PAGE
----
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Basic arithmetic often comes in handy when programming.

An operator is a character that performs a task in our code. JavaScript has several built-in arithmetic operators, that allow us to perform mathematical calculations on numbers. These include the following operators and their corresponding symbols:

1. Add: `+`
2. Subtract: `-`
3. Multiply: `*`
4. Divide: `/`
5. Remainder: `%`

The first four work how you might guess:

``````console.log(3 + 4); // Prints 7
console.log(5 - 1); // Prints 4
console.log(4 * 2); // Prints 8
console.log(9 / 3); // Prints 3``````

Note that when we `console.log()` the computer will evaluate the expression inside the parentheses and print that result to the console. If we wanted to print the characters `3 + 4`, we would wrap them in quotes and print them as a string.

``````console.log(11 % 3); // Prints 2
console.log(12 % 3); // Prints 0``````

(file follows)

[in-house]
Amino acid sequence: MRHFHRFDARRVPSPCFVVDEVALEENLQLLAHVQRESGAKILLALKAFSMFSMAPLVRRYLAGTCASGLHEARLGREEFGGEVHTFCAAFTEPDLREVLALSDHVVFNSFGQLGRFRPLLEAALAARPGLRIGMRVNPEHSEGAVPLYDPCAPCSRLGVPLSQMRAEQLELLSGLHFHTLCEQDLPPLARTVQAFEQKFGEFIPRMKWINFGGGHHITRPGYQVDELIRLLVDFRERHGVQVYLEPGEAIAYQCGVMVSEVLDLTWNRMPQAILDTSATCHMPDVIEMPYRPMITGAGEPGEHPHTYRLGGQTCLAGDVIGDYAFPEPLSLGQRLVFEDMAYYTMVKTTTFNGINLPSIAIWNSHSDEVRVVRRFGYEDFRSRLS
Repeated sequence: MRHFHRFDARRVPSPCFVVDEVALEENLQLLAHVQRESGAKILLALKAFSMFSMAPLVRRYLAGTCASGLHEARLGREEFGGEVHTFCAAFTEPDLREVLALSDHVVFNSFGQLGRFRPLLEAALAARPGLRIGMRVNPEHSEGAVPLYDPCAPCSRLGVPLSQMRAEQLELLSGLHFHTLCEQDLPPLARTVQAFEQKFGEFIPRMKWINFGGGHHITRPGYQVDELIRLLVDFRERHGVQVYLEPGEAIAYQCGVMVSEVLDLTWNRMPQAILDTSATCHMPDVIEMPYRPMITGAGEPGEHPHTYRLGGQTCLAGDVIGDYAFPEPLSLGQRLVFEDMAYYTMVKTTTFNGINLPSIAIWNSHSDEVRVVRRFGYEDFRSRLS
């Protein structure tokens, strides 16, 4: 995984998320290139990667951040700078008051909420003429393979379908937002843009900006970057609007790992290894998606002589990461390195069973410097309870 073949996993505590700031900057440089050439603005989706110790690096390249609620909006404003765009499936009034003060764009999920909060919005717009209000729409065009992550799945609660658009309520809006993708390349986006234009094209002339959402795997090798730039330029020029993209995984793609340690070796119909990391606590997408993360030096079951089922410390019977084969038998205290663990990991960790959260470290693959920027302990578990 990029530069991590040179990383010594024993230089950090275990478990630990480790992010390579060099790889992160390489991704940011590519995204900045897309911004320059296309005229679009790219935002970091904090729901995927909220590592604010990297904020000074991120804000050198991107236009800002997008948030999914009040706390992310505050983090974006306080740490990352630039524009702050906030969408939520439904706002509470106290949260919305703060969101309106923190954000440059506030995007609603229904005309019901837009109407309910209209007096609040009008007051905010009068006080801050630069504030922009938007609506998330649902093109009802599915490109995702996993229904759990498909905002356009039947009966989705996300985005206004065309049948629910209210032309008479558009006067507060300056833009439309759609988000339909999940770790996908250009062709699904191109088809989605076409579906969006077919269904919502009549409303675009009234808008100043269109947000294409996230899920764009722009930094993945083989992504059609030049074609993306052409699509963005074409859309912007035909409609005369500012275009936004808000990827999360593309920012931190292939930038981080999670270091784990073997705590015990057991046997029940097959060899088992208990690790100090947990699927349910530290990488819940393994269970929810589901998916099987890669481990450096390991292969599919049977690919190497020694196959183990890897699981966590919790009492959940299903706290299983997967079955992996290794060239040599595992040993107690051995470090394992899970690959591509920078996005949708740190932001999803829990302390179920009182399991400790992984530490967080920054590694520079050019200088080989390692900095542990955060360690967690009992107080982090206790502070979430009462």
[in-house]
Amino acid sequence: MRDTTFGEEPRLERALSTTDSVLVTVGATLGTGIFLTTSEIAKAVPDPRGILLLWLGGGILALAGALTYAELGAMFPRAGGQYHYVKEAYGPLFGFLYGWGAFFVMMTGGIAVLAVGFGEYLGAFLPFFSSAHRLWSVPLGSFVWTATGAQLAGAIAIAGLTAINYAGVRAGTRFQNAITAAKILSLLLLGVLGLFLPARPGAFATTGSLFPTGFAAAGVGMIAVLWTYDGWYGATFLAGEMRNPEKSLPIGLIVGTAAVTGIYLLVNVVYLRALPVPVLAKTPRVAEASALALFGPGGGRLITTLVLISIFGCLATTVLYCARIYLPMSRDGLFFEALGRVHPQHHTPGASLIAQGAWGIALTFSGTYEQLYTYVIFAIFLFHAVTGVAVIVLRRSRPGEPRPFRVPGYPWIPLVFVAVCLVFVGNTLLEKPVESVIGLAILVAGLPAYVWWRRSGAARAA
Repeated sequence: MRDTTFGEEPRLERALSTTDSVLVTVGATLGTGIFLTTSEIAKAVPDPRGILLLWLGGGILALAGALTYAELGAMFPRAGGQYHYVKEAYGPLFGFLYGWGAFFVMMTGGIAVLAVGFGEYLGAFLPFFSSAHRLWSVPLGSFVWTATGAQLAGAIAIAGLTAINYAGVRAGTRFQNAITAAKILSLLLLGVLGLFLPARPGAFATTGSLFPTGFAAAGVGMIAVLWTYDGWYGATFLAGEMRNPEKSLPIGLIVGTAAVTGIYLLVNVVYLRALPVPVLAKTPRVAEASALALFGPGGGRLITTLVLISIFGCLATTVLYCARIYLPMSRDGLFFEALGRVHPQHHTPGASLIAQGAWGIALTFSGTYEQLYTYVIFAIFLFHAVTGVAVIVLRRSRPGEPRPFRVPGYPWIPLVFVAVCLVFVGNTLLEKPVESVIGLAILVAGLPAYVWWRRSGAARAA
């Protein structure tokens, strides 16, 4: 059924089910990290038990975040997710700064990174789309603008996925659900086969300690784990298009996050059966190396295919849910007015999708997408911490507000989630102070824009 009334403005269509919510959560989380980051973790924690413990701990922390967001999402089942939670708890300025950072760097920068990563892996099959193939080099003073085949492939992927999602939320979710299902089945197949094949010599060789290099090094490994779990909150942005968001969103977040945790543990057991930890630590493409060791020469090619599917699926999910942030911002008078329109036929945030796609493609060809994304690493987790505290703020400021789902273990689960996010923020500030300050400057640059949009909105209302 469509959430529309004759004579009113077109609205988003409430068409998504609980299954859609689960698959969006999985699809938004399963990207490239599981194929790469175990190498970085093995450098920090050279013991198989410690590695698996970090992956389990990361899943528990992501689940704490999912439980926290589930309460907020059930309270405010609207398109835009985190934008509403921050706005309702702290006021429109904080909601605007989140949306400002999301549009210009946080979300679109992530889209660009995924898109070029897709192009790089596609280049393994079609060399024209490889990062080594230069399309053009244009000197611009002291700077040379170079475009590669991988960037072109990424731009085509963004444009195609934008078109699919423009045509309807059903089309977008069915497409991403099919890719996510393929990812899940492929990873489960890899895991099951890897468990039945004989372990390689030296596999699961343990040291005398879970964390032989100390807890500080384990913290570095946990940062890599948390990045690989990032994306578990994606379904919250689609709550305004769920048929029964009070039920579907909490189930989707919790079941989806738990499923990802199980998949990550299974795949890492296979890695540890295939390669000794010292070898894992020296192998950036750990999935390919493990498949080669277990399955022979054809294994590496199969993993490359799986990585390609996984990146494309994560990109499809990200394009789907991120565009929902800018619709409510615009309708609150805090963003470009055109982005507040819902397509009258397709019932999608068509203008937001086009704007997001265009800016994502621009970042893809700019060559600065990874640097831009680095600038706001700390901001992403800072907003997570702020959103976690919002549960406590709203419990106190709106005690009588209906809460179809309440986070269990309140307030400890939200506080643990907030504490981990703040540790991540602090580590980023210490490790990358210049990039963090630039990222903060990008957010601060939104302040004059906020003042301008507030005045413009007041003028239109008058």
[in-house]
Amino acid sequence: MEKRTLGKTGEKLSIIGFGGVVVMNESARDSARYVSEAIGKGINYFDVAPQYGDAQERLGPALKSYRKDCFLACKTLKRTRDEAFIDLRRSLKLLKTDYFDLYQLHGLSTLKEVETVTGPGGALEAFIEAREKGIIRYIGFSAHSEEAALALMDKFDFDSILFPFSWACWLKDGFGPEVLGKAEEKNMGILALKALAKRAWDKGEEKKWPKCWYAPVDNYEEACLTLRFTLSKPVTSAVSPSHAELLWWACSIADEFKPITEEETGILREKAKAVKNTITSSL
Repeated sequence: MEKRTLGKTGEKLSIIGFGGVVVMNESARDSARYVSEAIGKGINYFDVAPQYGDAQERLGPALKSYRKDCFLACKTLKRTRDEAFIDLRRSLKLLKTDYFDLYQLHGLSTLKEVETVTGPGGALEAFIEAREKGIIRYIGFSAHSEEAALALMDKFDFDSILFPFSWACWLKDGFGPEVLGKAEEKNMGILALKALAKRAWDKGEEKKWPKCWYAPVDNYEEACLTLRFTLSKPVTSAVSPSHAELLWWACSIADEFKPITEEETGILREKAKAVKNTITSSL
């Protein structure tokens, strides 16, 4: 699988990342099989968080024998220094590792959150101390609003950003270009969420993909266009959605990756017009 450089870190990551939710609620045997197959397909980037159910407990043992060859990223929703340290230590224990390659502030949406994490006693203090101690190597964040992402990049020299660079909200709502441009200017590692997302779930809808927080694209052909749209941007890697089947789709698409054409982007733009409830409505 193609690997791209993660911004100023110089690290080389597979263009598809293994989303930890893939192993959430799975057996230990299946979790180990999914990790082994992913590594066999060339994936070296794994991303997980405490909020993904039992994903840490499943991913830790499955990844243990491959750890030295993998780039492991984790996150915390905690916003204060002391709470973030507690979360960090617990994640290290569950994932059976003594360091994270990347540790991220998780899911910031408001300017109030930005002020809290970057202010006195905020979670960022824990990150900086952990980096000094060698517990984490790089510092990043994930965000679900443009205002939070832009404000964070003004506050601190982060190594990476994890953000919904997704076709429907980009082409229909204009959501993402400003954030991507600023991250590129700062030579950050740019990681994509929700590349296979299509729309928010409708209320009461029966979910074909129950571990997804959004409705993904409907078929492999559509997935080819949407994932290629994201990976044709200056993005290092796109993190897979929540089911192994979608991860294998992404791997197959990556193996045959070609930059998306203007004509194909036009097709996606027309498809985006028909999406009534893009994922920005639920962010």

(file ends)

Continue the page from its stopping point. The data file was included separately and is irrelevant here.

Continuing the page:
The remainder operator, sometimes called modulo, returns the number that remains after the right-hand number divides into the left-hand number as many times as it evenly can: `11 % 3` equals 2 because 3 fits into 11 three times, leaving 2 as the remainder.

### Instructions

1.

Inside of a `console.log()`, add `3.5` to your age.

This is the age you’ll be when we start sending people to live on Mars.

2.

On a new line write another `console.log()`. Inside the parentheses, take the current year and subtract `1969`.

The answer is how many years it’s been since the 1969 moon landing.

3.

Create another `console.log()`. Inside the parentheses divide `65` by `240`.

4.

Create one last `console.log()`. Inside the parentheses, multiply `0.2708` by `100`.

That’s the percent of the sun that is made up of helium. Assuming we could stand on the sun, we’d all sound like chipmunks!